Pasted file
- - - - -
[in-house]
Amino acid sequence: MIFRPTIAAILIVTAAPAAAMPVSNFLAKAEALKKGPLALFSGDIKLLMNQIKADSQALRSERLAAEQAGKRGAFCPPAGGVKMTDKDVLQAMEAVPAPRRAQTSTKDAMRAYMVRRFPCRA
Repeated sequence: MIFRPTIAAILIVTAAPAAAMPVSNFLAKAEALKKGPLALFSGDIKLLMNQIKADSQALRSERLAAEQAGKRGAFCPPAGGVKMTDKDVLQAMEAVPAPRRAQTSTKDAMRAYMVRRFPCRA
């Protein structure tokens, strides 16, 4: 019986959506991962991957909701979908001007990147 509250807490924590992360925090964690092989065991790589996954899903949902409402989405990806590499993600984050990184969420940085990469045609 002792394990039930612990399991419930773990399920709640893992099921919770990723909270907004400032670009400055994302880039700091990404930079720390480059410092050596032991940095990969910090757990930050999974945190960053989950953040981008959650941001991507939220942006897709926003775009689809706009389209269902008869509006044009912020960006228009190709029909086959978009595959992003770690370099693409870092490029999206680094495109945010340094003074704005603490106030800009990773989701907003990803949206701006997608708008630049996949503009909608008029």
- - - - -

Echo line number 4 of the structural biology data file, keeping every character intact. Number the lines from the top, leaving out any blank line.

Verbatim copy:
């Protein structure tokens, strides 16, 4: 019986959506991962991957909701979908001007990147 509250807490924590992360925090964690092989065991790589996954899903949902409402989405990806590499993600984050990184969420940085990469045609 002792394990039930612990399991419930773990399920709640893992099921919770990723909270907004400032670009400055994302880039700091990404930079720390480059410092050596032991940095990969910090757990930050999974945190960053989950953040981008959650941001991507939220942006897709926003775009689809706009389209269902008869509006044009912020960006228009190709029909086959978009595959992003770690370099693409870092490029999206680094495109945010340094003074704005603490106030800009990773989701907003990803949206701006997608708008630049996949503009909608008029």